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A Guide to Frequent Party Problems and Suggested Solutions.

If you're like most people, you probably enjoy getting together with friends now and then for a celebration. Maybe you're even considering throwing your own party. Whether it's a graduation, prom or holiday gathering, a party can be a fun way to mark a special occasion. To get the most out of your party it's a good idea to plan ahead, taking into consideration some potential problem areas that could spoil your good time.


In order to have a manageable party, invite only a specific number of people. An open invitation posted in a school or other public place is an invitation to unwanted problems. It doesn't hurt to invite your neighbors, too. If they decide to come they won't be disturbed by the party. And even if they don't come they may be a little more inclined to tolerate any inconveniences.


One of the most common complaints, and often the first police receive about parties, concerns parking. If you're expecting much of a crowd you'll need to consider how to deal with their vehicles. Before you even send out your invitations it's a good idea to discuss your party with your neighbors. You'll find that a little common courtesy goes a long way. If they've been made aware of the crowd, they'll be less likely to be concerned.

Remember that it is unlawful to block a driveway, to park within fifteen feet of a fire hydrant or to park within twenty feet of an intersection. It's also illegal to park in a manner other than parallel to the right curb. Where there are no curbs, vehicles must be parked fully off the roadway, but always on the right.

So that everyone knows where to park, include the information in your party invitation, and ask your neighbors to notify you if they see a vehicle illegally parked. This will save everyone a lot of headaches later.


If you're planning to serve alcoholic drinks at your party, you need to be aware of some laws that govern their use. It's illegal for anyone under age to possess alcohol, or for an adult to permit its possession or consumption by anyone underage. You must also remember to confine the consumption of any alcoholic beverages to areas out of public view. It's against the law to consume alcohol in public, so keep your guests in your back yard or inside your home.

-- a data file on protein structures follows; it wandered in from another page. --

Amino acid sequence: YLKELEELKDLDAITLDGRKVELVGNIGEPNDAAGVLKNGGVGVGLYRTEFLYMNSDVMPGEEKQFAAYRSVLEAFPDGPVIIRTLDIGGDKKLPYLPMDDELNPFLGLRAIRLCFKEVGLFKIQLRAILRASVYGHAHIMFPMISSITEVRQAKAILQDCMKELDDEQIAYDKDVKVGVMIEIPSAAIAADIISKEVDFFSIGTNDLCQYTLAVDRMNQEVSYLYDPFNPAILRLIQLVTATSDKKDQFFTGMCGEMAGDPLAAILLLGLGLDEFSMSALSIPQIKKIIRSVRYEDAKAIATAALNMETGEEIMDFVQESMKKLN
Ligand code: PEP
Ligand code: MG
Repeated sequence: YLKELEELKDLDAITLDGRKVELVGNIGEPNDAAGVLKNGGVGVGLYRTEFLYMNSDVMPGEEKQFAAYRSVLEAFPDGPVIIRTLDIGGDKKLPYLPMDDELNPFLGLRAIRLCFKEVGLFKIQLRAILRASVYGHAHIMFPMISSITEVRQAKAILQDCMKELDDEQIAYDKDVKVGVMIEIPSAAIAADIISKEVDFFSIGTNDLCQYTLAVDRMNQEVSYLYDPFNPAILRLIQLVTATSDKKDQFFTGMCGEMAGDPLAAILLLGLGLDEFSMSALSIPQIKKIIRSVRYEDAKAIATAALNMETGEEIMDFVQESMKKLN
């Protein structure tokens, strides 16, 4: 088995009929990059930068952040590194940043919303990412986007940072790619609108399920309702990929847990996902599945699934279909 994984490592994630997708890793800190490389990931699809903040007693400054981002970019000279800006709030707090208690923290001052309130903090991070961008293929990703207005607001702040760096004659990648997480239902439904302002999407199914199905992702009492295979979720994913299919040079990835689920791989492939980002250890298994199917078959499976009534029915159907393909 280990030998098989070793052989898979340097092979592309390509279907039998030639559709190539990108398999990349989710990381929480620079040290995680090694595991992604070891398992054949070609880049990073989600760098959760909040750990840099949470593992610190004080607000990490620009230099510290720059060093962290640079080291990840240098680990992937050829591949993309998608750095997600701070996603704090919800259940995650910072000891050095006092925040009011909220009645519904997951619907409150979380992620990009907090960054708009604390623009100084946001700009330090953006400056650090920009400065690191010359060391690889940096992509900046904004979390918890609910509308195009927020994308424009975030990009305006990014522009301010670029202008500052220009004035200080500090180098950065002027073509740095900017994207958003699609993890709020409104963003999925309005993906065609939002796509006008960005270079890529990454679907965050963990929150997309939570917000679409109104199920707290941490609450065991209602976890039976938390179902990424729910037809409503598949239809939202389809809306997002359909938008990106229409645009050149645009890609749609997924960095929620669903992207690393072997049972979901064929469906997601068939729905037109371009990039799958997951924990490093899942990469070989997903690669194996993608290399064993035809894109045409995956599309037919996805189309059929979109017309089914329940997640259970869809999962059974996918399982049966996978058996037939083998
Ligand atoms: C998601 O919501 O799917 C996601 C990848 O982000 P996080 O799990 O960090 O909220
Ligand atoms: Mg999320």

If you plan to sell alcohol at your party, or charge an admission fee which covers drinks, you'll likely need a special permit. Recent court cases have ruled that charging a cover or charging for drinks can make the host liable for damages incurred to a guest who consumes too much even after they leave the party. If a guest has too much to drink, take away their keys and arrange for a ride home, or have them spend the night.


If you intend to have music at your party, don't forget that most jurisdictions have noise ordinances. If people can hear it beyond the limits of your property, chances are that it's too loud. If you're going to have a band, outdoor music or other loud entertainment, advise your neighbors of when it will end, and keep your promise. Reasonable limits on the volume and duration of the noise will minimize the likelihood of a complaint. Remember, one person's music is another's noise.

Most noise complaints will result in a warning by police for the first violation. If officers must respond to another complaint at the same party, arrests could result. Your best bet is immediate and continued compliance when a noise complaint comes your way.


As you plan your party, keep in mind that all parties have at least one thing in common - they tend to generate a lot of trash. Make sure that when your party is over there's nothing left behind but pleasant memories. Neighborhood littering often results in a complaint and a request for police involvement.

It's against the law to deposit any type of trash on public roads or on somebody else's private property, so make sure that you've placed enough trash containers in and around your home. Let your neighbors know that you'll collect any trash in your community that may have resulted from your party. That's common courtesy. No one likes to find paper plates and drink cans scattered around a lawn or driveway.

Theft and Vandalism

As a party host you are responsible for the behavior of your guests. Take some precautions to insure that your own property, as well as that of others in your community, is neither stolen nor damaged. Theft and vandalism are often some of the more serious criminal violations occurring at a party. Damage to vehicles, lawns or landscaping, or theft are unpleasant postscripts to an otherwise positive get-together. Frequently these incidents aren't discovered until the following day.

Start by making sure that someone is supervising the party. Allowing an unsupervised gathering to continue is bad news. Hide money, jewelry, guns and other valuables in a safe place and don't let people wander into unoccupied areas of your home. Beware of party crashers - unwanted guests who are attracted to all the activity. If someone attending your party doesn't belong there, ask him or her to leave.

To a great extent, throwing a safe and legal party is a matter of using common sense and courtesy. By letting your guests know what's acceptable, you'll head off a lot of problems before they occur. By letting your neighbors know your intentions you'll find that most of them are more than willing to endure a minor inconvenience if they're made aware of it ahead of time.

Remember, a party is intended to be fun for everyone. Keep these guidelines in mind when you plan yours and you'll be well on your way to hosting a safe and successful party.

Have A Good One!


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